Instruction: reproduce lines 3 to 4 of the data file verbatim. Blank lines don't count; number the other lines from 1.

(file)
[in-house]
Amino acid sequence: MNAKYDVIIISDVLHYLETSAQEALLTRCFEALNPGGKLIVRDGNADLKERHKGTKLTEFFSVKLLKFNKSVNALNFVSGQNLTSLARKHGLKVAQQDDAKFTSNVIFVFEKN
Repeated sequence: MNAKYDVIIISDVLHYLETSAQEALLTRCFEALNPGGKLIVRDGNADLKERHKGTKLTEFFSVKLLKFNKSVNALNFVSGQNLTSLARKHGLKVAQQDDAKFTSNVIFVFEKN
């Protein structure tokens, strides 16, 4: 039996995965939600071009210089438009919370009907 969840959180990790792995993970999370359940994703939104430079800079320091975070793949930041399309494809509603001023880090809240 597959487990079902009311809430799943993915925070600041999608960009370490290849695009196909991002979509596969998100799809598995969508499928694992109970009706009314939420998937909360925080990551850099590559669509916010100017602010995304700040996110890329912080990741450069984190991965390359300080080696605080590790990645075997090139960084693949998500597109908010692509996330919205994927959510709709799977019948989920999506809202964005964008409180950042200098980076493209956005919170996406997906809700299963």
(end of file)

Repeated sequence: MNAKYDVIIISDVLHYLETSAQEALLTRCFEALNPGGKLIVRDGNADLKERHKGTKLTEFFSVKLLKFNKSVNALNFVSGQNLTSLARKHGLKVAQQDDAKFTSNVIFVFEKN
């Protein structure tokens, strides 16, 4: 039996995965939600071009210089438009919370009907 969840959180990790792995993970999370359940994703939104430079800079320091975070793949930041399309494809509603001023880090809240 597959487990079902009311809430799943993915925070600041999608960009370490290849695009196909991002979509596969998100799809598995969508499928694992109970009706009314939420998937909360925080990551850099590559669509916010100017602010995304700040996110890329912080990741450069984190991965390359300080080696605080590790990645075997090139960084693949998500597109908010692509996330919205994927959510709709799977019948989920999506809202964005964008409180950042200098980076493209956005919170996406997906809700299963």